The Senior Source President and CEO Stacey Malcolmson (left) poses with Dallas Mayor Eric Johnson (right) and Michael Nemes (center), the winner of a recent contest sponsored by the nonprofit. Courtesy of The Senior Source

Local News

Dallas’ Aging Population Is Growing, and So Is the Need for Care

A Q&A with Stacey Malcolmson, head of The Senior Source, on how Dallas can care for a growing population of older residents.

Stacey Malcolmson is the president and CEO of The Senior Source, which for 60 years has looked after the interests of elderly North Texans. Among other services, the nonprofit runs financial literacy classes and volunteer programs. It offers resources on area nursing homes as well as support for caregivers responsible for aging family members. The Senior Source is also an advocate, lobbying for policies that will better protect a population that is especially vulnerable and, too often, socially isolated.

“We all deserve to age with dignity and respect,” Malcolmson says. “And that’s going to be aging for a lot longer than it used to be. Living until 90 is no longer just a pipe dream. And that is 25 or 30 years after retirement for some people.”

The country’s more than 70 million Baby Boomers are getting old, and demographers have warned of a coming “silver tsunami.” Texas is, on average, younger than most states. But the population of Texas residents aged 65 and older, now numbering about 3.9 million people, is expected to double by 2050. Caring for this aging population—financially, emotionally, medically—will be a challenge.

I talked to Malcolmson on the phone about how Dallas residents can prepare for this demographic change and ensure that all of us can grow old with “dignity and respect.” This interview was condensed and edited for clarity.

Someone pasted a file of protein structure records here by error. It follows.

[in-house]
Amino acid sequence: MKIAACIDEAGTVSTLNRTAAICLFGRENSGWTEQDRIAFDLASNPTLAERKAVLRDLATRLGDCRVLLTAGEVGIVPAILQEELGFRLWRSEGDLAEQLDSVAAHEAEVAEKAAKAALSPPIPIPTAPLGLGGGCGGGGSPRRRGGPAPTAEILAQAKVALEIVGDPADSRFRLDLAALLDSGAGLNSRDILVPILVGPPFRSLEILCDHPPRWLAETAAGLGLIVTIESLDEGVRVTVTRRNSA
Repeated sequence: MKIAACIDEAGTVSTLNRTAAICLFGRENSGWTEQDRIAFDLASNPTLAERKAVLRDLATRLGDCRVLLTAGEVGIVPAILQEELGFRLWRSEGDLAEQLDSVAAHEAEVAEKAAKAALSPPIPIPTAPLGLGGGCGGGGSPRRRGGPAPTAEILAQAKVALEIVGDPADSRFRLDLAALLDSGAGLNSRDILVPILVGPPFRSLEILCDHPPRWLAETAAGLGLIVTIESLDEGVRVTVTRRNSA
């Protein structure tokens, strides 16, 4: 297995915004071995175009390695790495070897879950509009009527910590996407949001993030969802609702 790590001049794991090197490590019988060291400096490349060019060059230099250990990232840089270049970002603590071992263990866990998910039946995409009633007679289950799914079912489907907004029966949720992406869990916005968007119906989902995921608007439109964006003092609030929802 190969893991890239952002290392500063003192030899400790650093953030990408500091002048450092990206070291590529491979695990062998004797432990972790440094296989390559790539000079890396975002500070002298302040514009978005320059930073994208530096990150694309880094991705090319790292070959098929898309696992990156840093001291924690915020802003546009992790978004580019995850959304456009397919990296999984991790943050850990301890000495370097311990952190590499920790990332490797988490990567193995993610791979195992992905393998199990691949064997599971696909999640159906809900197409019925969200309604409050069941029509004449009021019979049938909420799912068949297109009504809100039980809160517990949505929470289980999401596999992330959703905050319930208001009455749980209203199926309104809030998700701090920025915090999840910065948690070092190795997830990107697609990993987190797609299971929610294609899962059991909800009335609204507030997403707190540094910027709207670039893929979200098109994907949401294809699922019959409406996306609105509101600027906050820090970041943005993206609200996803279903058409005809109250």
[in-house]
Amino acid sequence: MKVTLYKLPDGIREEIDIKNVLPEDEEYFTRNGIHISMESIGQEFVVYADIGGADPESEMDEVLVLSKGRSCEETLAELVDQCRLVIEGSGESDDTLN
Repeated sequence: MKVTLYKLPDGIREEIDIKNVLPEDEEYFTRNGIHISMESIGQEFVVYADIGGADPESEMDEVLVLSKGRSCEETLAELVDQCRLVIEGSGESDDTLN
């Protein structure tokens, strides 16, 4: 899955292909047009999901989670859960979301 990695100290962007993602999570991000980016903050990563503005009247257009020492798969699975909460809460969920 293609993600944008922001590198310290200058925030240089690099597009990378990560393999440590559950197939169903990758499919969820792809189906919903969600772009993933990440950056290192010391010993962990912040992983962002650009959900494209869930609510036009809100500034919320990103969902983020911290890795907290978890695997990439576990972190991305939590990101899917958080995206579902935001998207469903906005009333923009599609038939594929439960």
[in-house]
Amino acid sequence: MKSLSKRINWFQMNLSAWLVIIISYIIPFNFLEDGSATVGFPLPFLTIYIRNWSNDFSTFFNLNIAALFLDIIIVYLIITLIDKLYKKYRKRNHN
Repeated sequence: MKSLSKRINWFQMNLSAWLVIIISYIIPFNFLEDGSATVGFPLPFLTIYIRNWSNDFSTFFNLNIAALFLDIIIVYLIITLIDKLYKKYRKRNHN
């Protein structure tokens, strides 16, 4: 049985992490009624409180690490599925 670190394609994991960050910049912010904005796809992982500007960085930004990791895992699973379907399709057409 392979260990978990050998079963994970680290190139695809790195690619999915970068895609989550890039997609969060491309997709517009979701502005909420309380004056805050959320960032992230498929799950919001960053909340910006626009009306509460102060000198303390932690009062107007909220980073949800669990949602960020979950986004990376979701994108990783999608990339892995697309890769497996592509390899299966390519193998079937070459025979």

How has the COVID-19 pandemic been especially hard on older people?

COVID really exacerbated some issues that were already concerns for older adults. Increased vulnerability comes from an increase in stress, and the increase in social isolation decreases physical health. While social isolation has always been an issue for older adults, what exacerbated it was the lack of technology, training, and access of seniors. We know that fewer seniors are on the internet vs. the younger population. And, especially for our low-income clients and volunteers, they may have checked their email at the library, which they couldn’t do anymore. And the vast majority of our clients and volunteers had a smartphone, but they were using it to make calls and maybe some texts, and that’s about it. So our goal has been to show how to use video technology, how to use their phones—because we’re not going back to a world where everything is face-to-face.

And then seniors’ financial insecurity was exacerbated by the pandemic. A lot of seniors have part-time jobs, retail jobs, and those were eliminated. Or their job was eliminated, and they’re not quite ready to retire. How do you bridge that gap from a financial perspective? We also saw a ton of scams focusing on older adults. You had [scammers] targeting stimulus checks in June of last year and people saying you had to pay to register to get a vaccine.

What have you learned during COVID about how we can support older people and their caregivers?

While technology was an option 18 months ago, it’s no longer an option to survive in this world. So we are launching technology classes for all older adults. I think that’s been the biggest wakeup call for seniors. The other thing is the toll on mental health, especially for family caregivers. When the pandemic shut everything down, there was nowhere go. The caregiver did not have the breaks they would have had in the past—taking their loved ones to a doctor’s appointment and getting out of the house. I’ve been encouraged by the amount of content that’s online now for caregivers to improve their own mental health, but also that of their loved one. In our seminars, we’re going to have to have that hybrid option and virtual option.

Texas is younger than a lot of states. But like everywhere else in the U.S., we have a growing population of older adults, especially as the Baby Boomer generation ages. Why do we need to prepare for this? What challenges are we going to face in caring for a larger elderly population?